I'm a long time fan of the Final Fantasy series, going back FF1 on the NES. In fact, I often cite FF4 (FF2 US) as my favorite game of all time. I enjoyed it so much that it inspired me to learn how to program! One of my earliest Java applets was based on a Final Fantasy game and now, 15 years later, I'm at it again.
I had a blast playing FF13, so when I heard about its sequel I had to pick it up. The game is fun and all, but I've become slightly obsessed with a particular minigame: The Clock Paradox.
The rules of the game are simple. You are presented with a "clock" with some number of buttons around it. Each of these buttons is labeled with a number. Stepping on any of the buttons deactivates that button and moves the two hands of the clock to positions that are the distance away from that button specified by the labeled number. After activating your first button, you can only activate the buttons which are pointed at by the hands of the clock. Your goal is to deactivate all of the buttons on the clock. If both hands of the clock point to deactivated buttons and active buttons still remain, then you lose and must start over.
See this minigame in action in the video below:
You may not know this about me, but I'm not a real big fan of manual "guess and check". I would rather spend several hours building a model of the clock problem and implementing a depth first search to find the solution, than spend the 5 minutes of game time trying different combinations until I find one that works. Yes, I'm completely serious. Here it is.
I think that the reason why I'm drawn to this problem is that it bears a close relation to one of the Millennial Problems: P vs NP. In particular, the Clock Paradox is a special case of the Hamiltonian Path Problem on a directed graph (or digraph). We can turn the Clock Paradox into a digraph with the following construction: create a starting vertex, draw arcs to each position on the clock and place a vertex, and finally draw two arcs from each positions following the potential clock hands from that position. The Hamiltonian path is a sequence of arcs that will visit each vertex exactly one. If such a path exists, then the Clock Paradox is solvable.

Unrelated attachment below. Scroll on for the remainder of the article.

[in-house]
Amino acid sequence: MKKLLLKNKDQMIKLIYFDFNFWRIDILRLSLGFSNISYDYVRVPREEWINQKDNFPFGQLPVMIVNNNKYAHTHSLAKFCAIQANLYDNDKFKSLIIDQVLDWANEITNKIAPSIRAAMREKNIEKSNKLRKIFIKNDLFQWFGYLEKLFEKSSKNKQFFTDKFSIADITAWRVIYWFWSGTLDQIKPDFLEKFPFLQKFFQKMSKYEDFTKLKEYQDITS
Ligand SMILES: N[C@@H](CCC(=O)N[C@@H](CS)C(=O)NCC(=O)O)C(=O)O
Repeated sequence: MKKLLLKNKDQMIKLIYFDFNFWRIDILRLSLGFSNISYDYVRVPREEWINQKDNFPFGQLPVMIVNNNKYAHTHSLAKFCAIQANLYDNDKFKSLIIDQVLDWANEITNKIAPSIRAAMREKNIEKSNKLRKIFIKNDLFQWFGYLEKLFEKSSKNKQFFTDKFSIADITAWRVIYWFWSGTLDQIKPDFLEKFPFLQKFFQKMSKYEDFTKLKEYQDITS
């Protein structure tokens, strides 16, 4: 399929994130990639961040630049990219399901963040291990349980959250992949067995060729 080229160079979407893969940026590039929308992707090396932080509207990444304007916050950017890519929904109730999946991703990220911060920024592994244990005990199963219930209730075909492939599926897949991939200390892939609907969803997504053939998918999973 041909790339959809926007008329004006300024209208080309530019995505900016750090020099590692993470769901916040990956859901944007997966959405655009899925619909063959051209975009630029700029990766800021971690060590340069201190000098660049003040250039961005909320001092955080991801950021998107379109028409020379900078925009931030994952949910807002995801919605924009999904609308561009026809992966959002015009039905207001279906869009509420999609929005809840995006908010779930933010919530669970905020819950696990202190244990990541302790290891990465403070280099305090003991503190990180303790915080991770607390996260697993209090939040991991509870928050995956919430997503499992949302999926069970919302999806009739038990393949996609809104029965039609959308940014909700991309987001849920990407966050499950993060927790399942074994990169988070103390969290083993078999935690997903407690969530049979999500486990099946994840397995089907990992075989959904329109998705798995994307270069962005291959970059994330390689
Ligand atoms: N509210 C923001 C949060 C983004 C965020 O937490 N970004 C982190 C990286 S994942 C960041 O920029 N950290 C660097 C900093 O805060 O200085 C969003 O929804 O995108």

This little minigame raises several serious mathematical questions:
- What percentage of the possible Clock Paradoxes are solvable?
- Is there a faster method of solving the Clock Paradox? Can it be done in polynomial time, or is it strictly exponential?
- Is there any practical advise topology can offer to help players solve these puzzles?
- Is there anything these puzzles can teach us about the general Hamiltonian Path Problem?
I don't claim to know the answers, but I would offer the following advise: see if you can identify a node with only one way in or out. If you can, then you know that you'll need to start or end. If all else fails, you can always cheat by plugging it into my sim!
That's all I have for today. Maybe there will be some rigged chocobo races in the future... kupo.